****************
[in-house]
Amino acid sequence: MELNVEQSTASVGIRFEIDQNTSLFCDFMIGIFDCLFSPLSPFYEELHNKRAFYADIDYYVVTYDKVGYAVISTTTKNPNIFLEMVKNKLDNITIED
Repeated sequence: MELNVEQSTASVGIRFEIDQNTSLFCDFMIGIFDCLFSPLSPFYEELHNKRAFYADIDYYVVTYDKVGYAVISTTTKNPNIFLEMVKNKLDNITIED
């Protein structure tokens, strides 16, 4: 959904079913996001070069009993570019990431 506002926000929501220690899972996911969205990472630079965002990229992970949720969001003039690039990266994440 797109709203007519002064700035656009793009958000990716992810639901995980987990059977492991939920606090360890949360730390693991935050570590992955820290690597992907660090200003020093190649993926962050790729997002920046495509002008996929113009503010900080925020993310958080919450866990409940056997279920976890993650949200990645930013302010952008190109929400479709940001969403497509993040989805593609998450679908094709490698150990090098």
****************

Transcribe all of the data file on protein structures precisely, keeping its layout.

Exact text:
[in-house]
Amino acid sequence: MELNVEQSTASVGIRFEIDQNTSLFCDFMIGIFDCLFSPLSPFYEELHNKRAFYADIDYYVVTYDKVGYAVISTTTKNPNIFLEMVKNKLDNITIED
Repeated sequence: MELNVEQSTASVGIRFEIDQNTSLFCDFMIGIFDCLFSPLSPFYEELHNKRAFYADIDYYVVTYDKVGYAVISTTTKNPNIFLEMVKNKLDNITIED
């Protein structure tokens, strides 16, 4: 959904079913996001070069009993570019990431 506002926000929501220690899972996911969205990472630079965002990229992970949720969001003039690039990266994440 797109709203007519002064700035656009793009958000990716992810639901995980987990059977492991939920606090360890949360730390693991935050570590992955820290690597992907660090200003020093190649993926962050790729997002920046495509002008996929113009503010900080925020993310958080919450866990409940056997279920976890993650949200990645930013302010952008190109929400479709940001969403497509993040989805593609998450679908094709490698150990090098």